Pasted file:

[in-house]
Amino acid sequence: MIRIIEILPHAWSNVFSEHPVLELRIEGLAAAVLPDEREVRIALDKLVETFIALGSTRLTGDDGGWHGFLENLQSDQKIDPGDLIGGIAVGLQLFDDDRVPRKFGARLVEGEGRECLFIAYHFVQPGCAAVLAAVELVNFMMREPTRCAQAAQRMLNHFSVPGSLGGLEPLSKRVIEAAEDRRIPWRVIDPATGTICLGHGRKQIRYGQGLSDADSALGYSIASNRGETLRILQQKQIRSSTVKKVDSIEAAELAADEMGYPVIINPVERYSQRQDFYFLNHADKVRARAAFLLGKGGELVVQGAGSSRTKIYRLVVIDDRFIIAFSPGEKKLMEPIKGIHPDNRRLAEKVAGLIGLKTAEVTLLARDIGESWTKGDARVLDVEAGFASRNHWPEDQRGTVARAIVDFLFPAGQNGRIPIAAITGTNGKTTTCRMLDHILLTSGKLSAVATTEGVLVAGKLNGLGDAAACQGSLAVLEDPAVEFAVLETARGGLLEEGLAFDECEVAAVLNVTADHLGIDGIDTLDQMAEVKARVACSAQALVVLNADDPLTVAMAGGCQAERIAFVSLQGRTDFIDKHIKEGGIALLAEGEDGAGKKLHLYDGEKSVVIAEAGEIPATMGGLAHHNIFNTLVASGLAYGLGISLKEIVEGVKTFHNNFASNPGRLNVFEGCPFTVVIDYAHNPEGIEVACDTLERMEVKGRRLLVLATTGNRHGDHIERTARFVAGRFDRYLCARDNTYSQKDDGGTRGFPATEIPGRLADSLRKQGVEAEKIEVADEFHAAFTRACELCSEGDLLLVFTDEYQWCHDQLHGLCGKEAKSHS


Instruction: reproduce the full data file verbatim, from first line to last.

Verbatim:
[in-house]
Amino acid sequence: MIRIIEILPHAWSNVFSEHPVLELRIEGLAAAVLPDEREVRIALDKLVETFIALGSTRLTGDDGGWHGFLENLQSDQKIDPGDLIGGIAVGLQLFDDDRVPRKFGARLVEGEGRECLFIAYHFVQPGCAAVLAAVELVNFMMREPTRCAQAAQRMLNHFSVPGSLGGLEPLSKRVIEAAEDRRIPWRVIDPATGTICLGHGRKQIRYGQGLSDADSALGYSIASNRGETLRILQQKQIRSSTVKKVDSIEAAELAADEMGYPVIINPVERYSQRQDFYFLNHADKVRARAAFLLGKGGELVVQGAGSSRTKIYRLVVIDDRFIIAFSPGEKKLMEPIKGIHPDNRRLAEKVAGLIGLKTAEVTLLARDIGESWTKGDARVLDVEAGFASRNHWPEDQRGTVARAIVDFLFPAGQNGRIPIAAITGTNGKTTTCRMLDHILLTSGKLSAVATTEGVLVAGKLNGLGDAAACQGSLAVLEDPAVEFAVLETARGGLLEEGLAFDECEVAAVLNVTADHLGIDGIDTLDQMAEVKARVACSAQALVVLNADDPLTVAMAGGCQAERIAFVSLQGRTDFIDKHIKEGGIALLAEGEDGAGKKLHLYDGEKSVVIAEAGEIPATMGGLAHHNIFNTLVASGLAYGLGISLKEIVEGVKTFHNNFASNPGRLNVFEGCPFTVVIDYAHNPEGIEVACDTLERMEVKGRRLLVLATTGNRHGDHIERTARFVAGRFDRYLCARDNTYSQKDDGGTRGFPATEIPGRLADSLRKQGVEAEKIEVADEFHAAFTRACELCSEGDLLLVFTDEYQWCHDQLHGLCGKEAKSHS